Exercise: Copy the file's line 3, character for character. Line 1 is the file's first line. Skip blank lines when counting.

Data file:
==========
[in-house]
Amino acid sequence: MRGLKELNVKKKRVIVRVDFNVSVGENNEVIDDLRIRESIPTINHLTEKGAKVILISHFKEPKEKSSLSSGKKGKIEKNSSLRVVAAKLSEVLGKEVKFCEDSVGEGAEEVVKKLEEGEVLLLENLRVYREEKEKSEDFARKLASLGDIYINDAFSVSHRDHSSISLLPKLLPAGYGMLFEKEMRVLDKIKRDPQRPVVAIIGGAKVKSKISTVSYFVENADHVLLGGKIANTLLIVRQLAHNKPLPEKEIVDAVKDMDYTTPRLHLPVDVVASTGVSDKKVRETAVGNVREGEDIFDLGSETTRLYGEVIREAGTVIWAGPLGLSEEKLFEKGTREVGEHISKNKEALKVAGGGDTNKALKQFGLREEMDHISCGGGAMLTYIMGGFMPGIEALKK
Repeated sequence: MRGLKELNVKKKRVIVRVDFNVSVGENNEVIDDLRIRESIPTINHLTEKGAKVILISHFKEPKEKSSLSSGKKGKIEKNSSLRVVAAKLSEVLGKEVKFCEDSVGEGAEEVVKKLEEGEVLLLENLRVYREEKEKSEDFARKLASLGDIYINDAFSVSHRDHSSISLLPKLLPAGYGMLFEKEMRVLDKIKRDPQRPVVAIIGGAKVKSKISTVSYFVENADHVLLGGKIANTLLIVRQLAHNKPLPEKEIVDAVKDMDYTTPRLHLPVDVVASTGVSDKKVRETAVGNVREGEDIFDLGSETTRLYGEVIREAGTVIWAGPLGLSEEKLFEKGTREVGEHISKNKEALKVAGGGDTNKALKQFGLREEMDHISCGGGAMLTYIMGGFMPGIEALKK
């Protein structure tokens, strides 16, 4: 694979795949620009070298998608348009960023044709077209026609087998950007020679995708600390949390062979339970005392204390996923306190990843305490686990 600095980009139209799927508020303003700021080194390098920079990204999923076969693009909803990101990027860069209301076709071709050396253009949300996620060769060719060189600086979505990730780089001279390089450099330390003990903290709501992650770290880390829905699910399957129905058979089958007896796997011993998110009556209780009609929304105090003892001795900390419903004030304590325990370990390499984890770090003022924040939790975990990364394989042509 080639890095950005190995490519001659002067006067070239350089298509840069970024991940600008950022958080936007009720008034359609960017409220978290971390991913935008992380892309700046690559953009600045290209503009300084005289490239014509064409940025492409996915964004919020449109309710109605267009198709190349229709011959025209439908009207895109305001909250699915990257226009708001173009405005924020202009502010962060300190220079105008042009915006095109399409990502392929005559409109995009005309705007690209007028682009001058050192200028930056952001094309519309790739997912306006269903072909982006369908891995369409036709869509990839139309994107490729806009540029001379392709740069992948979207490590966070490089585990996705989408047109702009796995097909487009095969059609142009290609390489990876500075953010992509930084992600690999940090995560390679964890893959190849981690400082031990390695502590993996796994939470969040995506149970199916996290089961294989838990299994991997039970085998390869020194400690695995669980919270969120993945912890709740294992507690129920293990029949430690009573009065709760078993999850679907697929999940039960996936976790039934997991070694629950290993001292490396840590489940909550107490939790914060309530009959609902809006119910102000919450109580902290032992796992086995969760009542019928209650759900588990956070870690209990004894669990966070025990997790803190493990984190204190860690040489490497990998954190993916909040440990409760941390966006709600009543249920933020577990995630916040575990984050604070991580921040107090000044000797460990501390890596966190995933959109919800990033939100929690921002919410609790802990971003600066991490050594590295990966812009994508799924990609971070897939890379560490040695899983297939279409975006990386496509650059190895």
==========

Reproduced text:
Repeated sequence: MRGLKELNVKKKRVIVRVDFNVSVGENNEVIDDLRIRESIPTINHLTEKGAKVILISHFKEPKEKSSLSSGKKGKIEKNSSLRVVAAKLSEVLGKEVKFCEDSVGEGAEEVVKKLEEGEVLLLENLRVYREEKEKSEDFARKLASLGDIYINDAFSVSHRDHSSISLLPKLLPAGYGMLFEKEMRVLDKIKRDPQRPVVAIIGGAKVKSKISTVSYFVENADHVLLGGKIANTLLIVRQLAHNKPLPEKEIVDAVKDMDYTTPRLHLPVDVVASTGVSDKKVRETAVGNVREGEDIFDLGSETTRLYGEVIREAGTVIWAGPLGLSEEKLFEKGTREVGEHISKNKEALKVAGGGDTNKALKQFGLREEMDHISCGGGAMLTYIMGGFMPGIEALKK